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5 Procedure Earth's Rotation: 1. Click E to face east and then click A to auto increment. Describe the motion of the stars relative to the horizon (at an angle, perpendicular, or parallel). 2. Click Location from the menu bar then click Location Menu to change your location to the Equator. Begin the auto increment and describe the motion of the stars relative to the horizon(at an angle, perpendicular, or parallel). 3. Repeat the above procedure to change the location to the North Pole. How do you think the stars will move relative to the horizon? Begin the auto increment and describe what you see. Did you observe what you thought would happen? How many of the stars are circumpolar? Precession: 4. Click to return to today s date. Caution: You must click R twice due to a program bug. If you don t the program will keep resetting the date back to tonight s date when you don t want it to (if the R button looks as though it is pressed in it is enabled). Now click N to face north. Repetitively click J and observe the motion of the celestial pole. Notice that Polaris is moving away from the celestial pole. Stop when the date reaches about 13,000 AD. Which bright star will be near the celestial pole in about 13,000 years? Be sure that you don t leave the R button in a depressed state. 5. Set the date for June 15. Now select Search and then Planets from the menu bar. Select the Sun. What constellation is the Sun located in? If you are not sure which constellation the Sun is located in ask your instructor. Does this match the astrological sign that an individual born on June 15 th you would look up to read their horoscope? What does this tell you about the validity of astrology? 5

6 Moon's Motion and Phases: 1. Return the view to tonight's date (click R). 2. What is the phase of the Moon for tonight? (Try placing the mouse cursor over the Moon and observe the bottom of the window where object names appear.) 3. Using the arrow keys center the Moon in the screen. Record the right ascension of the Moon from the lower left corner of the screen by centering the cursor on the Moon. Now press the D key and again center the cursor on the Moon and record the right ascension of the Moon. By how many minutes does the Moon's position change? Eclipses: 1. Set the time and date to 9:00 am, Aug. 21, 2017 by clicking and entering the appropriate values 2. Select Locations and then Locations Menu from the menu bar. Select St. Louis, MO 3. Select Search and then Planets from the menu bar. Select the Moon and then double right click on the Moon to lock on the Moon. 4. What was the phase of the Moon? Repetitively click the H button and observe the Moon and Sun. What event did observers in St. Louis witness? What event did observers in Calcutta, India witness? What event did observers in London, England witness? Hint: where is the Sun and Moon relative to the horizon for each location? Press the = key to unlock the screen. 6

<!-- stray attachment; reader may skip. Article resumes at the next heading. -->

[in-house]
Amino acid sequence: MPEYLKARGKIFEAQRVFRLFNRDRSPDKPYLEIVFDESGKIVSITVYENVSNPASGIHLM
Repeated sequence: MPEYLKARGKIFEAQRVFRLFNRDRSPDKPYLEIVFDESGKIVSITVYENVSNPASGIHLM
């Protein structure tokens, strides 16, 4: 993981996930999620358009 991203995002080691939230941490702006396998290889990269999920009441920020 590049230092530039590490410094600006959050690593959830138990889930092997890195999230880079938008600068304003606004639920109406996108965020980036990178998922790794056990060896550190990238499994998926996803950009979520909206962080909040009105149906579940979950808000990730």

7 Retrograde Motion of Mars: 1. Set the date to Aug 15, Find Mars. Since the lock feature does not work with planets you will need to use the arrow keys to keep Mars centered in the screen as time advances. 3. Repetitively press on the D key. 4. From Aug 15 th through Sept. 15 th in which direction is Mars moving relative to the background stars (north, south, east or west)? 5. On about what date does Mars first appear to stop moving relative to the background stars? 6. From Oct. 15 th through Nov. 15 th in what direction is Mars moving relative to the background stars (north, south, east or west)? 5. On about what date does Mars appear to stop moving relative to the background stars? Positions of Planets: 1. Reset the time and date to today (click R). What is the name of the line that the planets appear to be placed along? Sidereal Time vs. Solar Time: Center Spica (in Virgo) at the center of the screen (use Search and Stars from the menu bar). Now zoom in on Spica (use a zoom factor of 6.0). Record the right ascension of Spica by centering the cursor on the star. Leave the cursor centered on Spica. Do not move the mouse. R.A. = Press the D key on the keyboard and record the right ascension of Spica's old location and then take the difference between the two readings. R.A. = Diff. = This difference is the amount by which the sidereal day is shorter than the solar day. 7